Our circus of a budget season, marred with debate over everything from sidewalks to sodomy, is finally over. But Thursday's vote may not be the last we've heard about domestic-partner benefits in the city.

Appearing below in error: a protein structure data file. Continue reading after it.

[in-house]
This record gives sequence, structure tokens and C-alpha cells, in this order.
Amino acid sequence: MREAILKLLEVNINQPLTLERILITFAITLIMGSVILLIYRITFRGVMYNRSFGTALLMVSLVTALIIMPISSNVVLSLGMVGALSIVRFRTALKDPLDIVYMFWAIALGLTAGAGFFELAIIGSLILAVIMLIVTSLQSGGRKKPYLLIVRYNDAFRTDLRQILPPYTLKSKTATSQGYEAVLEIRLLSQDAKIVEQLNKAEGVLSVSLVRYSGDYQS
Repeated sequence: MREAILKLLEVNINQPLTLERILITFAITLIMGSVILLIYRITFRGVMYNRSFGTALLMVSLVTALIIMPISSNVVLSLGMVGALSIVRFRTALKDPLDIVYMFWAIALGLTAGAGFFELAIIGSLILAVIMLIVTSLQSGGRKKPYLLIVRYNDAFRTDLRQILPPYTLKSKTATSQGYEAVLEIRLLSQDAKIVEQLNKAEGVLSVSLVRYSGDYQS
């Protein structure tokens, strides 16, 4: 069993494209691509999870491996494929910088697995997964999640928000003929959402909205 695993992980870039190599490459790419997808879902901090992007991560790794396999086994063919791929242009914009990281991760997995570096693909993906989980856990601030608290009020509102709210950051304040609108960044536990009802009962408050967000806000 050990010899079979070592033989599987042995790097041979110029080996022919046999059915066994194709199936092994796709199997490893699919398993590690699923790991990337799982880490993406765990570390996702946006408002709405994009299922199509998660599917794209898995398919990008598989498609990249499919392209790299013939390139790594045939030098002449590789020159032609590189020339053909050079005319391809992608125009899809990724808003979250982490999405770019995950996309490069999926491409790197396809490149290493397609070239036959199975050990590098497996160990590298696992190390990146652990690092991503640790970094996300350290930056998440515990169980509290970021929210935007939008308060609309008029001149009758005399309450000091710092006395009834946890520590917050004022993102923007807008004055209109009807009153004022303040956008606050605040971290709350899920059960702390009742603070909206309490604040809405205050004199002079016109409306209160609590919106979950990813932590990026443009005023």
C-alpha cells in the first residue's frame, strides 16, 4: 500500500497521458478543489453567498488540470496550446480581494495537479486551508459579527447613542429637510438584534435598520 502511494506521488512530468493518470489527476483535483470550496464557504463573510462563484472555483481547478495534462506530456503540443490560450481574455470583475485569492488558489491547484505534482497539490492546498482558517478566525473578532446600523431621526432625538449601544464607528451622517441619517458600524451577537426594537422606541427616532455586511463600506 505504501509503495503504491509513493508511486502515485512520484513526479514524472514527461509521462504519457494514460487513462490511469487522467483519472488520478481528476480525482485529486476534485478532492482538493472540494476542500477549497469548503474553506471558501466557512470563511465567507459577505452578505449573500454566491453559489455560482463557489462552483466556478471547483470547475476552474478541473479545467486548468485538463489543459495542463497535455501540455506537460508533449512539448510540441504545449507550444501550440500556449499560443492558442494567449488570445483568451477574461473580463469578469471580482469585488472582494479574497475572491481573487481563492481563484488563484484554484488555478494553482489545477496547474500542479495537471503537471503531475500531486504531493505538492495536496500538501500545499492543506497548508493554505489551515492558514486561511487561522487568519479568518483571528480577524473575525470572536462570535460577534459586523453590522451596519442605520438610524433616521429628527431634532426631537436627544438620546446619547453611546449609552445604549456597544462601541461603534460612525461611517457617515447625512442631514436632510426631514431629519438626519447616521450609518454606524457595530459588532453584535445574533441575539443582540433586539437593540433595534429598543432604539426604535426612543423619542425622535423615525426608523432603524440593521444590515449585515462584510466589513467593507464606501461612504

With an 8-3 vote, the City of San Antonio churned out a budget granting domestic partner benefits to gay and straight city employees, capping countless hours of intense, fiery debate that roiled nearly every community budget hearing over the past month. LGBT advocates and several council members cheered the vote as a step toward equality, while opponents on the religious right decried the move, saying it marks San Antonio's quick descent into moral decay.David Medina (District 5), Elisa Chan (District 9), and Carlton Soules (District 10) were the only members to vote against the proposal. Chan and Medina both claimed constituents in their districts overwhelmingly disapproved of the measure, while Soules claimed to take issue with the process, saying the city rushed through the proposal without enough thought. The city primed itself for a budget-season culture clash this year. The San Pedro Playhouse, with its staging of the gay-Christ-portraying Corpus Christi, started the fire, and many of the local groups deeply angered over the play, like the San Antonio Family Association and a group of local pastors calling themselves Voices for Marriage, latched onto the domestic-partner issue. The small but boisterous group of social conservatives hit nearly every public budget hearing, decrying the “blasphemy” of Corpus Christi and claiming City Hall was “pandering to the radical homosexual agenda,” effectively chipping away at the sacred institution of marriage. Gerald Ripley, a local pastor with Voices for Marriage who helped drum up loud opposition to the measure, put out this rallying cry: “Demonic forces are converging over S.A. for the purpose of establishing immorality as right at the government level.” The new policy comes at a miniscule cost to the city, according to estimates from the city manager's office, and before voting for the budget Thursday, Mayor Julián Castro aptly noted, “We have a $2.2 billion budget. It's ironic, then, that we spend most of our time talking about an item that does equal .014 percent, or $300,000 for domestic partnership benefits.” Still, heated rhetoric marred the entire public process. George Rodriguez, president of the San Antonio Tea Party, decried the city's “liberal social agenda” before taking aim at Castro. “Mr. Mayor, this is nothing more than a stepping stone for political gain. We are tired of being a stepping stone. We're tired of Henry Cisneros wannabes, we're tired of Hispanic liberals pushing their agenda on the rest of us.” With threats to spark a recall election drive, Rodriguez said, “There are morals and there is right and wrong. The fact of the matter is that many of you are calling right wrong and wrong right.” Local attorney Allan Parker with the conservative Justice Foundation even made an appearance Thursday, making veiled threats of possible legal action, claiming, essentially, that recognizing gay domestic partnerships would put the city out of line with the state's constitutional ban on same-sex marriage (some might remember the legal bitchslap federal judge Sam Sparks delivered Parker when he tried to butt into a lawsuit over the state's controversial sonogram law recently). San Antonio joins four other Texas cities in offering domestic partnership benefits to gay and straight employees, none of which have been challenged in court for constitutionality. “This is not San Antonio breaking any new ground whatsoever, at all,” Castro remarked. “This is an old issue, and I believe that we should have done this quite some time ago.”